Want to cook a dinner in five minutes or make an airplane safer to
fly in bad weather? You'll be needing some microwaves, then. Those are the invisible,
super-energetic, short-wavelength radio waves that travel at the
speed of light, doing the important stuff in microwave ovens and
Making microwaves is easy if you have the right
equipment—a handy gadget called a magnetron. What is it and
how does it work? Let's take a
Magnetrons are horribly complicated. No, really—they're horribly
complicated! To understand how they work, I find it helps to compare
them to two other things that work in similar ways: an old-style TV
set and a flute.
Photo: There's a magnetron tucked inside your microwave oven, usually just behind the control and instrument panel on the right. If you open the door, you can sometimes get a glimpse of the magnetron and its cooling fins through the perforated metal cage that separates it from the main cooking compartment.
A magnetron has quite a lot in common with a cathode-ray
(electron) tube, the sealed glass bulb that makes the picture in an
old-style television set. The tube is the heart of a TV: it makes the
picture you can see by firing beams of electrons at a screen covered
in chemicals called phosphors so they glow and give off dots
of light. You can read all about that in our main article on
television, but here (briefly) is what's happening. Inside the TV,
there's a negatively charged electrical terminal called a cathode
that's heated to a high temperature so electrons "boil" off it.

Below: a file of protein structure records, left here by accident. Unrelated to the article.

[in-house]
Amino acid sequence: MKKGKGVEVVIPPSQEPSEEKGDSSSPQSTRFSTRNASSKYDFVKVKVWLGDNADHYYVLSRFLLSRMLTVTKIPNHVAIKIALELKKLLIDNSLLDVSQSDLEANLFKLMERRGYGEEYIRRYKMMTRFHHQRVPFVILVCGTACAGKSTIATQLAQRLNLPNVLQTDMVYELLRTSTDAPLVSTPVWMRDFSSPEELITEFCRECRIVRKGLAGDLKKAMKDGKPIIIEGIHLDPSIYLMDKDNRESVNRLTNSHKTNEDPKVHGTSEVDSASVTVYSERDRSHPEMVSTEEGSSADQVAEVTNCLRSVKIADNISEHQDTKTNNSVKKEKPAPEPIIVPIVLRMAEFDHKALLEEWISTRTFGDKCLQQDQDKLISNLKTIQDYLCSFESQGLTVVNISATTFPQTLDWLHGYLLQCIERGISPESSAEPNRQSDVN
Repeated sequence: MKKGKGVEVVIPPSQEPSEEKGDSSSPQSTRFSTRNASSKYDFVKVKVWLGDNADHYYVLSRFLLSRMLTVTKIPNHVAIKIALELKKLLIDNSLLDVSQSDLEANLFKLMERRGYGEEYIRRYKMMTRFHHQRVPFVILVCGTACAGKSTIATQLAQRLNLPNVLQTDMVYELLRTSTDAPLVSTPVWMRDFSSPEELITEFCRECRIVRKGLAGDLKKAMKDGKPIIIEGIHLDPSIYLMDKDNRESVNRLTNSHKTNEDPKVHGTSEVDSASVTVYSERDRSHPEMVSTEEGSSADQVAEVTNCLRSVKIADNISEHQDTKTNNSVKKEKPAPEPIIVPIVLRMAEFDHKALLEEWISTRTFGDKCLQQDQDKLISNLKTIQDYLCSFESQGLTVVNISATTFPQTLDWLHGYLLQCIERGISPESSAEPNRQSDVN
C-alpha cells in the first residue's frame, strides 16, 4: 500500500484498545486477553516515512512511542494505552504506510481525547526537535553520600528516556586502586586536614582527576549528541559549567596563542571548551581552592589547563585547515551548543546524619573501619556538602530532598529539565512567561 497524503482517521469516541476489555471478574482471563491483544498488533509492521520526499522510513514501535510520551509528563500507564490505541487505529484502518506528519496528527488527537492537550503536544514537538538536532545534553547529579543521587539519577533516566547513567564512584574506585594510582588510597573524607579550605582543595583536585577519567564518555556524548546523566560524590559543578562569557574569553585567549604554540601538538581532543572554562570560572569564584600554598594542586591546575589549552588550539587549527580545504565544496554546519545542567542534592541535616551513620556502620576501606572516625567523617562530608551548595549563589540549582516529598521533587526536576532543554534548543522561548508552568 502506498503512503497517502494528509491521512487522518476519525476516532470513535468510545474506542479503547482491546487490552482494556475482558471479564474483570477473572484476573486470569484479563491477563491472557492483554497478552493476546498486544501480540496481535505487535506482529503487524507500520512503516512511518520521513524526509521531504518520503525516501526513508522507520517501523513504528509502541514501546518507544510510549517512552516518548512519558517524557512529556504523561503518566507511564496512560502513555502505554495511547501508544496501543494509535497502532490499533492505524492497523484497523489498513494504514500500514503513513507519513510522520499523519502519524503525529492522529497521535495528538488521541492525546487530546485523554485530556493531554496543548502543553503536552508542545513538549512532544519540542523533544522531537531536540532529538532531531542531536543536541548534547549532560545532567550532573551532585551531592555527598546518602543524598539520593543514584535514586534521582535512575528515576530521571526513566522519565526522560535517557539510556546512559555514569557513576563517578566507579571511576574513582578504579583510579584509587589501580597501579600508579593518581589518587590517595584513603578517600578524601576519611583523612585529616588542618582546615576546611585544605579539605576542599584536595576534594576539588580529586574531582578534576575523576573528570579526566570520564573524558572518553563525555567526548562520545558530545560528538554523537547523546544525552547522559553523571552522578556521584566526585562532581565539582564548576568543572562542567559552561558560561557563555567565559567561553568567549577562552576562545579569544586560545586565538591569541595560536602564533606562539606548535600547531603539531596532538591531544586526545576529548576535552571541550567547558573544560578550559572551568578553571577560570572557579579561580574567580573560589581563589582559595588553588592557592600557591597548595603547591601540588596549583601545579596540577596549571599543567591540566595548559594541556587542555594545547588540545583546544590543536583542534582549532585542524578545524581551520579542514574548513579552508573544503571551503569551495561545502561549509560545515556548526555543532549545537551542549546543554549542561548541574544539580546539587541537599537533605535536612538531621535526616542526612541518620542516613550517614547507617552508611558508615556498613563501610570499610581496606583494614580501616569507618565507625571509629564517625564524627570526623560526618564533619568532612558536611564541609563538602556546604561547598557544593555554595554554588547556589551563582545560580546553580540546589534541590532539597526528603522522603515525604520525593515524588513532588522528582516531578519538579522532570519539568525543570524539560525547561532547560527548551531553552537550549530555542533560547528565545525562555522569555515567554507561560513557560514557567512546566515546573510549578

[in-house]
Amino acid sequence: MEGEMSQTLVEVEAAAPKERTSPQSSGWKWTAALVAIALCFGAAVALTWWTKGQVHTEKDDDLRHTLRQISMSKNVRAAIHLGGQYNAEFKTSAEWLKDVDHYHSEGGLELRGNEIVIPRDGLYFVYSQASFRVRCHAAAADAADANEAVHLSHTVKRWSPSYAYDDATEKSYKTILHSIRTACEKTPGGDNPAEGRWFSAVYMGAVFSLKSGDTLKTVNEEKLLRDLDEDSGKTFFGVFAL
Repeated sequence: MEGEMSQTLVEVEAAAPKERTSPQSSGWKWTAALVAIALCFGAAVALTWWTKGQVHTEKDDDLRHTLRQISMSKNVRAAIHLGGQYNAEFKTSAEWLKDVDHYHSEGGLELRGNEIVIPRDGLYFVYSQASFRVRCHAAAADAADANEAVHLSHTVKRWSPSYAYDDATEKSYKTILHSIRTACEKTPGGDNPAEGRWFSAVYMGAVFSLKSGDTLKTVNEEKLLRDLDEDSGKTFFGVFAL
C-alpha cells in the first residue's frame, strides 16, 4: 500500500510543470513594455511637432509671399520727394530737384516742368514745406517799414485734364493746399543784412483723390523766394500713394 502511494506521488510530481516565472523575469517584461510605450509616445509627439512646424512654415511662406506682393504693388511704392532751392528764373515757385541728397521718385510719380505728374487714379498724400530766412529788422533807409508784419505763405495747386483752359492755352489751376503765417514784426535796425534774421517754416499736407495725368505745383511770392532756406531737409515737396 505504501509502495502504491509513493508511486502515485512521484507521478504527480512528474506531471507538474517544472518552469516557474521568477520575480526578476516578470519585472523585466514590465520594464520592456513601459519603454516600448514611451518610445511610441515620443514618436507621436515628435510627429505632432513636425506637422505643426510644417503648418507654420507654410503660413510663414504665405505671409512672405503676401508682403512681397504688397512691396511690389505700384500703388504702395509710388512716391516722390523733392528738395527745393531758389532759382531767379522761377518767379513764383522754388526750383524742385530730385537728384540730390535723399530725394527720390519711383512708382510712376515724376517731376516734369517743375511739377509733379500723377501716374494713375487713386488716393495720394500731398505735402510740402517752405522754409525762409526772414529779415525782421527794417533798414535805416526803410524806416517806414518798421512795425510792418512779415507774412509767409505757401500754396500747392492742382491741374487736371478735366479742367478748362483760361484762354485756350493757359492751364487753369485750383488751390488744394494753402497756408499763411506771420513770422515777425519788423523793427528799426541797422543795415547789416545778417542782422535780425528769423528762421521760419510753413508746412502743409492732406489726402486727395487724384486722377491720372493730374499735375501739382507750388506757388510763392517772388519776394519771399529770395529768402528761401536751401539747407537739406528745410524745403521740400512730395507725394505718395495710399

They accelerate down the glass tube, attracted by a positively
charged terminal or anode and reach such high speeds that they
race past and crash into the phosphor screen at the tube's end. But a
magnetron doesn't have the same purpose in life as a TV. Instead of making a
picture, it's designed to generate microwaves—and it does that a little bit
like a flute. A flute is an open pipe filled with air. Blow across
the top in just the right way and you make it vibrate at a specific
musical pitch (called its resonant frequency), generating a
sound you can hear that corresponds directly to the length of the
Artwork: Right: One of the drawings of the high-energy magnetron developed in the 1940s by Percy Spencer, who went on to perfect the microwave oven while working at Raytheon. (I've colored it in to match my own artwork below.) You can see a bigger version of this drawing and read the full technical details via Google Patents. Artwork courtesy of US Patent and Trademark Office.
A magnetron's job is to generate fairly short radio waves.
If you could see them, you could easily measure them with a school ruler.
They're usually no shorter than about 1mm (0.04 in; the shortest